Hawkins is a long time business, and very much in business, but if you take your car there you can't be in a hurry. The fenced in vacant lot shown is the top of a building, and belongs to a long time business, Hosford & Comapny, a metal fabrication shop. I know for a fact that the cleanup on this site would be extensive, the former owner of that building, who is a current part owner of 1200 N. Main, for years used it to store scrap materials, expired inks, solvents, paints and the like. Before that, some old timers may remember it was a bike shop ( Cycle Cellar) and frame builder ( Nobillette). I am sure there was plenty of chemistry spilled then, too. It was only a matter of time before the city got around to spending our money trying to beautify this part of town. I can only imaging what sort of big bucks schemes they are going to come up with. And don't count on having any input into it, a few weeks ago I contacted my Councilmember about participating and was told that the taskforce members had already been chosen. Someone will have to pull some eminent domain tomfoolery to get those businesses out of there, or have a very big checkbook. Last I heard, even in Ann Arbor, active and responsible property owners have rights. I say start with the vacant, failed development sites. It is incredible that those places have been allowed to deteriorate for this long without city blight enforcement. Tear them down and bill the owner. Then maybe you can "picture" your taxes going up yet again to homogenize and yuppify one of the nicer parts of town...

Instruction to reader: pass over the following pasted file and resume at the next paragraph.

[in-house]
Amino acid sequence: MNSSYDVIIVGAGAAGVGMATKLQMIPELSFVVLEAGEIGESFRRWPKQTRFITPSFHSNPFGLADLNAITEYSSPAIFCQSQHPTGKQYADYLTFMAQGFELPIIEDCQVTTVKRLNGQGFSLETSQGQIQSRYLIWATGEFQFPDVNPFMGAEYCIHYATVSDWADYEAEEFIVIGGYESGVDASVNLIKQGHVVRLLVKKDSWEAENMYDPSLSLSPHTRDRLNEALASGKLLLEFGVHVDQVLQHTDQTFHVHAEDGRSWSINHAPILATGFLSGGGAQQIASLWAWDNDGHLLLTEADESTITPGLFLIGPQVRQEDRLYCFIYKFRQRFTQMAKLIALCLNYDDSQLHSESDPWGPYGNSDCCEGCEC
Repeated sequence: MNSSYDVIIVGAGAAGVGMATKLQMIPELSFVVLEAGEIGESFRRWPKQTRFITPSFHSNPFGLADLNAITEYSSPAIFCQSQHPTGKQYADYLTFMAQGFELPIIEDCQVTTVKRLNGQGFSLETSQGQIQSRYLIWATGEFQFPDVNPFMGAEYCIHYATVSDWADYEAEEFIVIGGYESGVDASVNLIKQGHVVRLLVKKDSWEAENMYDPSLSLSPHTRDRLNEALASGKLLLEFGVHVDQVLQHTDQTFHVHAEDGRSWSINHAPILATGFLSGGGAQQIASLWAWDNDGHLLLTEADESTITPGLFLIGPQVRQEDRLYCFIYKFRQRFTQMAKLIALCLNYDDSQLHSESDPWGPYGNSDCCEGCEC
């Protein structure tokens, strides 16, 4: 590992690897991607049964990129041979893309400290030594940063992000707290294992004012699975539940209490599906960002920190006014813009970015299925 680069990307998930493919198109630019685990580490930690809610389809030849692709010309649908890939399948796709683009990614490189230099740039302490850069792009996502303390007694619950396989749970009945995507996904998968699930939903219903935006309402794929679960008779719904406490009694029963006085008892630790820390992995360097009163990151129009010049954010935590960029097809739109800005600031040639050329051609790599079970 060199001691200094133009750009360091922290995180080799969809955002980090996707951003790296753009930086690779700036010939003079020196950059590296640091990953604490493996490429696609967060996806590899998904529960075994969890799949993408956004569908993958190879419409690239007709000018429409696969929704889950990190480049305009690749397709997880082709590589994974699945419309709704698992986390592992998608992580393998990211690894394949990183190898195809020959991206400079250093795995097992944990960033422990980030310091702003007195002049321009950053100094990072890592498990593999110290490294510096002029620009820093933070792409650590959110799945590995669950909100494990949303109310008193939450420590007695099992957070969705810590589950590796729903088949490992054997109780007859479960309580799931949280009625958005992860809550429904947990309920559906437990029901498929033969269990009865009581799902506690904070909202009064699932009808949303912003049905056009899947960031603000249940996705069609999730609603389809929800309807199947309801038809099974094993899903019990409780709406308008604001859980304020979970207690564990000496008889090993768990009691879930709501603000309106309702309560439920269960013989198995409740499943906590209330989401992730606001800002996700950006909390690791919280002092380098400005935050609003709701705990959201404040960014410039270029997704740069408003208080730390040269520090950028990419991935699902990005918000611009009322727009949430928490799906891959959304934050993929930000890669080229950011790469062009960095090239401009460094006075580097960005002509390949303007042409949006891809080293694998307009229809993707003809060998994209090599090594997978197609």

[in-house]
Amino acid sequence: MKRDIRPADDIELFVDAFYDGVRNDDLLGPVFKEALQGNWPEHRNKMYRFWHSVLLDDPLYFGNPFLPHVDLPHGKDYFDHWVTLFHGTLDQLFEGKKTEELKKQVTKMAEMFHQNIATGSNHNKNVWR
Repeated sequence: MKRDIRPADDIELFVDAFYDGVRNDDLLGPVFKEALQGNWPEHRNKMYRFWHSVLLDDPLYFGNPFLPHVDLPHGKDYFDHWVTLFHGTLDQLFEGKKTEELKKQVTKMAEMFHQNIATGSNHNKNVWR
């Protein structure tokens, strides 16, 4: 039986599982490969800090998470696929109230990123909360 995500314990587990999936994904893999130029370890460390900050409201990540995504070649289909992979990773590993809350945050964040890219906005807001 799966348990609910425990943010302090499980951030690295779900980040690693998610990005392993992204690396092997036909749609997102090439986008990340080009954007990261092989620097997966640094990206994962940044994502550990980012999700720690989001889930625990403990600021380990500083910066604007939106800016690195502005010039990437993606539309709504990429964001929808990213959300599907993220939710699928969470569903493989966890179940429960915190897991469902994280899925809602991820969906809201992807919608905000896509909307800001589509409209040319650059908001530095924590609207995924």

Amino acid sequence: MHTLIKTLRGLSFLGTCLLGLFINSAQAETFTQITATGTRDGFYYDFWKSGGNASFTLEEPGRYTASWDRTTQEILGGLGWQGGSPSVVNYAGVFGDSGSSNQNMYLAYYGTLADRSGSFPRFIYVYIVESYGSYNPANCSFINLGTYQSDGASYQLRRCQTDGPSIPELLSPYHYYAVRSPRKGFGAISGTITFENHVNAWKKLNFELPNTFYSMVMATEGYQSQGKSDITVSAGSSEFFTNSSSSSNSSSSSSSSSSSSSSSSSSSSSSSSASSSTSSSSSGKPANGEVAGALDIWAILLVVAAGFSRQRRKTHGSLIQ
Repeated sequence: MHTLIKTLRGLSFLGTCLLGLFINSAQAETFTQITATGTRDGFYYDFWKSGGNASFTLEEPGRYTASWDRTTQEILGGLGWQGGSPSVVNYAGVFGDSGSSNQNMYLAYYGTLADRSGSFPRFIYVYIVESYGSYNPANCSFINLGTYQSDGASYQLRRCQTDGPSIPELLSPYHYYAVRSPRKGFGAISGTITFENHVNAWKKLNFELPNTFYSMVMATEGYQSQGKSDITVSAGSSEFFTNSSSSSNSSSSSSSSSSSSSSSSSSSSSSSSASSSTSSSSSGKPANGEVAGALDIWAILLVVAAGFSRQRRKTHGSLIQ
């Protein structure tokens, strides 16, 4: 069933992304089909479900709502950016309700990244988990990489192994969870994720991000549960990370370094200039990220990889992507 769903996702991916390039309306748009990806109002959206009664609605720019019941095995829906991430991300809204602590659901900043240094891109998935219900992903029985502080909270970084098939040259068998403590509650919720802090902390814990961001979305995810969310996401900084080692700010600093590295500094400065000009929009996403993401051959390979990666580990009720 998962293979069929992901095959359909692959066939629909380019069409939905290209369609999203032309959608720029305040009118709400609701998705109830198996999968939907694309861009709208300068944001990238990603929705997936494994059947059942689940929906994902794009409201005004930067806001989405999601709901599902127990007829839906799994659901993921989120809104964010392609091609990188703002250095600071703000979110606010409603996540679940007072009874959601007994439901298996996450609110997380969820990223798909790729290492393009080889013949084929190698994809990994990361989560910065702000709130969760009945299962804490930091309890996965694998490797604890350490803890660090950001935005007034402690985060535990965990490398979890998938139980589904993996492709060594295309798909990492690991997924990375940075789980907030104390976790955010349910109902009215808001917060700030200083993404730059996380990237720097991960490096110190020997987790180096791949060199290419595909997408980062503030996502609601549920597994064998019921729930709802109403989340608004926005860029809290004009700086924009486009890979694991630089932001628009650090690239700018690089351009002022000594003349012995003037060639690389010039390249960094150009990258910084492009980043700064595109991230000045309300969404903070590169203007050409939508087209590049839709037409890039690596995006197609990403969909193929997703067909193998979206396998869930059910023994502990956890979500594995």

Wed, May 9, 2012 : 2:08 a.m.

The City knuckled under to nimby pressure that prevented residential development on the west side of N Main. The hillside property facing across Main and the river became unused scrub.